Rao Rayadhan II (1801-1813):
Rao Rayadhan was at first was most grateful for his freedom and at last, with much trouble, was placed at a daily grant of 300 koris. After this, the post of the minister became a subject of enthusiastic contest and Mohammad Miyan who was passed over favour of Hansraj, was so disappointed that he retired to Mundra. Scarcely these troubles tided over, when Bhaiji Bava died at an early age of 27.
Bharmalji II (1814-1819):
On the death of Fateh Mohammad, his two sons, Ibrahim Miyan and Hussain Miyan quietly succeeded to his power under the guidance of their father’s chief advisor Jagjivan Mehta. Rayadhan had no reasonable son of Rayadhan. On 13th January, 1814; Mansinhji succeeded to the sovereign power of Kutch with the title of Bharmal. The Management of the State affairs was in the hands of the party leaded by Hussain Miyan and Ibrahim Miyan. The British Government continued to press for some settlement of its claims. The brothers were divided in view about the answer to be given. Hussain was friendly and Ibrahim aggressive, disclaiming that the British had any claim to interfere in Kutch.
Desalji II (1819-1860):
The Resident, in conference with the Jadeja chiefs, approved of Bharmal’s newborn son Desal as his successor. As the Rao was minor, a Regency Council consisting of the British Resident and five other members was formed for the management of affairs. One of the matters, which most immediately called for settlement at the hands of the Regency, was the claims of Vagad. Girasias or landed proprietors, who had escaped to Parkar and Virawah on the borders of the desert, when the Rao refused to restore them to their rights in Vagad and became the leaders of the most frightening bands of robbers, there was as a result confusion in Vagad.
Pragmalji II (1860-1875):
The Crown Prince Ravalji went up the sovereign power performance the name of Pragmalji II. Pragmal belonged to the modern age. His reign saw Kutch’s entry into an era of almost complete silence in common with the rest of India. Kutch had now lost its premeditated importance. Pragmal soon showed himself in every respect different in character from his father. He had more courteous manners, more refined and costly tastes and a much higher idea of his power and sanction. During the 15 years of his rule (1860-1875), he showed himself restless to improve the management of his State. He was an efficient superintendent but nearly half of Kutch being in the hands of feudal chiefs, his actions tended to be cripples.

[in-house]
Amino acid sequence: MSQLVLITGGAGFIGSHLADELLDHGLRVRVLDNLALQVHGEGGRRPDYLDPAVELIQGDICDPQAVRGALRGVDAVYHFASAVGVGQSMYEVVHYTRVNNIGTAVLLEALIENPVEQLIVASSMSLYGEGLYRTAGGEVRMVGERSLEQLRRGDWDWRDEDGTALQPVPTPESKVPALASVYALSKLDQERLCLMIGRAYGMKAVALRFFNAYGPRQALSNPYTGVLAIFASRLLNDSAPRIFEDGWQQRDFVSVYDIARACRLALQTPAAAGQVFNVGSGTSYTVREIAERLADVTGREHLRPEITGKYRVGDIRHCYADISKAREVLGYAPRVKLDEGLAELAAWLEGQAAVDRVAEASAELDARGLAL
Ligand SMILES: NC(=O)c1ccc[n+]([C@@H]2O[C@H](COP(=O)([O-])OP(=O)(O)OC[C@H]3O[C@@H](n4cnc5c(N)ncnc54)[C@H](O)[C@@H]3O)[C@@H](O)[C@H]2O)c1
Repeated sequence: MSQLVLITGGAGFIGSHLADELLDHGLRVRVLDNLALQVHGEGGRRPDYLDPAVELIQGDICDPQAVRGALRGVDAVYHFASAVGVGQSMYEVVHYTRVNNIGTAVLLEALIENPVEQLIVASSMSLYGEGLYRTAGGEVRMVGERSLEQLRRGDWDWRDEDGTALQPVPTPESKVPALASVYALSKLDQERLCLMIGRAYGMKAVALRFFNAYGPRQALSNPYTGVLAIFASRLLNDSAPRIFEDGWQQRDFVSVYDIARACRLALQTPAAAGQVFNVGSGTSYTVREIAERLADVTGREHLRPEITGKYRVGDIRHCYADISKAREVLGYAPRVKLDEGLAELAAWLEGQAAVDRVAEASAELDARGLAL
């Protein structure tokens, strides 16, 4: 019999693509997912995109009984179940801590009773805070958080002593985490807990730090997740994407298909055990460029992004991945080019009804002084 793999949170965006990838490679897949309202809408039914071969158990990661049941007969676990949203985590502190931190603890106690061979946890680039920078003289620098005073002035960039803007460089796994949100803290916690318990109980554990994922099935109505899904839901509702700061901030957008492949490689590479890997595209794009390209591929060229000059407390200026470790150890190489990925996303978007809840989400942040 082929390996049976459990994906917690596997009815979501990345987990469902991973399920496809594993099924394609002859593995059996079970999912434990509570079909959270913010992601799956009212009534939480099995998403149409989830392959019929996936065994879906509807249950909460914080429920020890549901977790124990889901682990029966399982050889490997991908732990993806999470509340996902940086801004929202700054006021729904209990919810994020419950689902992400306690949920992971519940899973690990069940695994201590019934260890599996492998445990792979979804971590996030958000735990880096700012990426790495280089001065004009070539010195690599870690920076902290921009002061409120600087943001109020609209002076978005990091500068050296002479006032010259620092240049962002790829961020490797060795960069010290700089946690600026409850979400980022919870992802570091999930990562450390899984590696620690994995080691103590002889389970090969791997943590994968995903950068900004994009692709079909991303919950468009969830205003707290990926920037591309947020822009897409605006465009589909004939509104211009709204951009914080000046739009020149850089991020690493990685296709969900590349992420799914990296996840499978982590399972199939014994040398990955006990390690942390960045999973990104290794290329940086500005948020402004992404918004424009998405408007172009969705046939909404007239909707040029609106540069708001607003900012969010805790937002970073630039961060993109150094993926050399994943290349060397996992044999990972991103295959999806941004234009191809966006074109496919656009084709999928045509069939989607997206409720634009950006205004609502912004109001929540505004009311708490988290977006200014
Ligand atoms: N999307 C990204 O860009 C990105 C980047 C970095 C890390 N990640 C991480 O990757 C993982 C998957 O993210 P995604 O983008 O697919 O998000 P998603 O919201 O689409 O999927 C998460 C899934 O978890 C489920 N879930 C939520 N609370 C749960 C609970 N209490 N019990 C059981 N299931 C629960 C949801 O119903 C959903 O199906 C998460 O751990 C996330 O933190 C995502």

Khengarji III (1876-1942):
Khengarji, aged ten, succeeded Pragmalji in 1876. During his alternative, a Council of Regency presided over by the Political Agents, including the Dewan and one Jadeja chief and a leading merchant was formally established. A reduction in the number of members from among the Jadeja chiefs and correspondence between their number and those of the public was recognition of the sign of times. The Council tightened administration in every department and undertook several reforms. Kutch was organized into subdivisions of Rapar, Bhachau, Mundra, Bhuj, Mandvi, Abdasa and Lakhpat which exist even today with some modifications.
Vijayrajji succeeded as Maharao at a fairly advanced age. He had been overshadowed by his father for a very long time. He too was sportsman and very widely traveled and capable man. He introduced some useful reforms in the administration and extended the irrigation system. The Darbar schools were thrown open for admission to the Harijan students. With the authorization of the Crown Representative, an inquiry regarding the amount of landed possession of all guaranteed authority holders in the state was held in 1943-44. As a result of this inquiry the administrative powers of the fourteen Jagirs were withdrawn by the orders of the Crown Representative. After that, he fell so ill that he was gratified to go to Europe for treatment during the important period when the future of India and Princely States was on the anvil. During his absence the burden of administration used to fall on his Crown Prince Madansinhji.
Madansinhji undertook the ruler ship after his father’s death in 1948. The leaders of Kutch endangered to restart the interruption, but Sardar Vallabhbhai Patel convinced against them from doing so. In the meantime the Maharao declared grant of responsible government to his people. He remitted the entire heavy amount unpaid and financial obligations which the Bhayats allocated to the Darbar and helped financially in encouraging education in Kutch. Within a few months of his becoming the Maharao, Madansinhji signed the contract of attainment to the Indian Union to which two additional and special contracts were added. The first guaranteed him foreign exchange necessary for travel and study in a foreign country. According to the second contract, the Government of India had promised to protect the maritime rights and is known as a first class sportsman particularly in tennis.